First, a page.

Do we really dislike the French? Ponderings of a British francophile
The cliché of the English disliking the French has never made much sense to me, particularly when so many Brits flock there each year and keep second homes in Le Beau Pays.
I find myself defending French people quite frequently, be it for their manners, two-hour lunches (only bad if you are waiting in line!), infamous bureaucracy or closing shops on Sundays. All of this I have accepted and find, alongside many other particularities, endearing about the great Hexagone.
So, is the anti-French sentiment just a myth? Where does this way of thinking come from?
Throughout history, France and Britain’s relationship has not always been amicable – to say the least. Both nations have fought with the intention of conquering one another at various times, before becoming allies in the 19th century.
“When Paris lost the bid for the 2012 Olympics to London, former president Jacques Chirac was condemned for declaring that ‘only Finnish food’ was worse than British food.”
The two countries then began to joke with each other. According to one story, a French diplomat once said to two-time British Prime Minister Lord Palmerston: “If I were not a Frenchman, I should wish to be an Englishman”. To which Palmerston replied: “If I were not an Englishman, I should wish to be an Englishman.”¹
I’ve noticed that the older generation especially favours a negative view of the French. I recall a conversation with my elderly neighbour, who told me repeatedly that the French ”let us down in the war”.
Being a young French Studies undergraduate and keen on French history, I tried to reason with him, by informing him of the geographical position of the country and its political situation at the time. Unfortunately this did nothing to change his opinion. Plus ça change…
Further light research into this stirring subject uncovered some (in my opinion) comical statements from prominent historical leaders. Can you imagine seeing this on Twitter today?
Horatio Nelson said, circa 1800: “You must hate a Frenchman as you hate the devil.”
The Duke of Wellington announced some 30 years later: “We always have been, we are, and I hope that we always shall be, detested in France.”²
And Mark Twain put it in his inimitable style: “In Paris they simply stared when I spoke to them in French. I never did succeed in making those idiots understand their language.”³
Next time a Frenchman gives me an odd look for my French, I shall simply smile and think of Twain. Speaking French in France will always be better than not at all.
Une petite rivalité depuis longtemps
Yet it seems the jibes go both ways across La Manche. And there is nothing like sport to encourage out the worst rivalries of all.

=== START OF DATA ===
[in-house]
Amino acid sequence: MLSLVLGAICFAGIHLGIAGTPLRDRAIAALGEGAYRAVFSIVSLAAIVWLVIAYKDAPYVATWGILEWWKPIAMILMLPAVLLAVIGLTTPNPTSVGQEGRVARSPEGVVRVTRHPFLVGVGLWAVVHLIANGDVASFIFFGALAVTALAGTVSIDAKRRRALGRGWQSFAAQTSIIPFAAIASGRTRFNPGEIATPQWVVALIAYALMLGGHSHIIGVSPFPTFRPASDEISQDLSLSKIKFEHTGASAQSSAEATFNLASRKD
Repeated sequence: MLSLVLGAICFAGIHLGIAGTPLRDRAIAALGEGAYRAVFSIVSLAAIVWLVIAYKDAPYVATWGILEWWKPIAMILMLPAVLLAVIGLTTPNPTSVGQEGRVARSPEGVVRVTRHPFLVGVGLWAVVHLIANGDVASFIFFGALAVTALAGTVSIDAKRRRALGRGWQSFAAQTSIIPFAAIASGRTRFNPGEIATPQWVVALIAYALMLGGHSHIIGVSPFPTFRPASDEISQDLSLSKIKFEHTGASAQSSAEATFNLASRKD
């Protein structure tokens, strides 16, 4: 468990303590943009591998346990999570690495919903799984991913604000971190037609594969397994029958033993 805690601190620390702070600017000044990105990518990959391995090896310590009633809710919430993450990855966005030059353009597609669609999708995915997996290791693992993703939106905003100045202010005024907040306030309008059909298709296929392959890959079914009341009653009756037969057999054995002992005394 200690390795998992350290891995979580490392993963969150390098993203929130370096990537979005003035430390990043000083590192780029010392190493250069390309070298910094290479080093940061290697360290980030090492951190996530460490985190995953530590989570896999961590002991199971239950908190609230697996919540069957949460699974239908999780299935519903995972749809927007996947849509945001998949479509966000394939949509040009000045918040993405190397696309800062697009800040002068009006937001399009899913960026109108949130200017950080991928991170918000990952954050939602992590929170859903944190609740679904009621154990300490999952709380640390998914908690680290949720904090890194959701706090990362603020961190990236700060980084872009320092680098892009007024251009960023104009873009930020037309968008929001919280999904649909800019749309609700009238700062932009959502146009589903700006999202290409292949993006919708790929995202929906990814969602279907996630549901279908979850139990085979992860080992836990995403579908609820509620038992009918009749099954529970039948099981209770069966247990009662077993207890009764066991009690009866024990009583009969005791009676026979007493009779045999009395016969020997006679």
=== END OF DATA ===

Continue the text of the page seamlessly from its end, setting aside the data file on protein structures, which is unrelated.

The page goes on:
When Paris lost the bid for the 2012 Olympics to London, former president Jacques Chirac was condemned for declaring that “only Finnish food” was worse than British food.
And though many Britons might show some disdain for French food in return, France has plenty of enviable attributes: good weather, high culture, film and wine.
For all these reasons and more, I am hoping to move to France following my final year at university, and plan to unashamedly embrace any Frenchman’s satire that may be directed towards us Brits. One can only laugh…
While les Français may sigh at the thought of us prude Rosbifs, I am interested in what they really think of us nowadays.
I imagine that Chirac et les seniors on the other side of La Manche might be a little hostile to les anglais moving to their country and drinking their fine wines with a little less finesse than is proper…
To them, and my neighbour on this side of the channel, I say: chacun sa route.
What are your thoughts on this topic? Is it important? Join the conversation by commenting in the box below.References:
1. Franco-British relations, Wikipedia.
2. Will we ever really trust the French?, dailymail.co.uk.
3. Selected quotes, connexionfrance.com.
4. Chirac’s views on British food, bbc.co.uk. Image credits:
1. Hollande meet Cameron, on Shifting Grounds.
2. 1000 years, by Stephen Clarke.
3. ‘Rosbeef‘, via Kamichan.
Great article Esme! I am also always defensive about the French’s stereotypical faults – so much so that many of my friends see me introduce me as ‘practically French’! We seem very alike – I also want to move back to France after my degree. I am thinking about doing a Masters out there, though not entirely sure as of yet. I will be spending three weeks in Lyon on a journalism placement during the summer – if you’ve got any tips!
Hi Sellina – thanks for your comments. Indeed we are both dedicated francophiles! I too have been thinking of a masters/further study/internship in France. Wow, congrats on getting the placement, j’en suis jalouse!
Lyon is great, have you been before? Distinctly different from Paris and Marseille, you can see Mont Blanc from the city on a clear day and there is so much to do. Make sure you try some traditional bouchon recipes and visit les halles, the musée Gadagne & the Maison de la Soie. My favourite thing to do was just wonder around as you find all the best ‘off the beaten track’ places this way!
Although there is a bit of rivalry between us, there is in our experience also great friendship.We have several French nationals living in our part of Northern England some whom have become close friends. We also have many good friends in France and it is always a special time when we meet up. In our experience it is a myth that the French will only speak in French, although we speak French, the people we meet are keen to communicate in English and do so very well. I think they may be slightly unfair about our food!!! Bon journee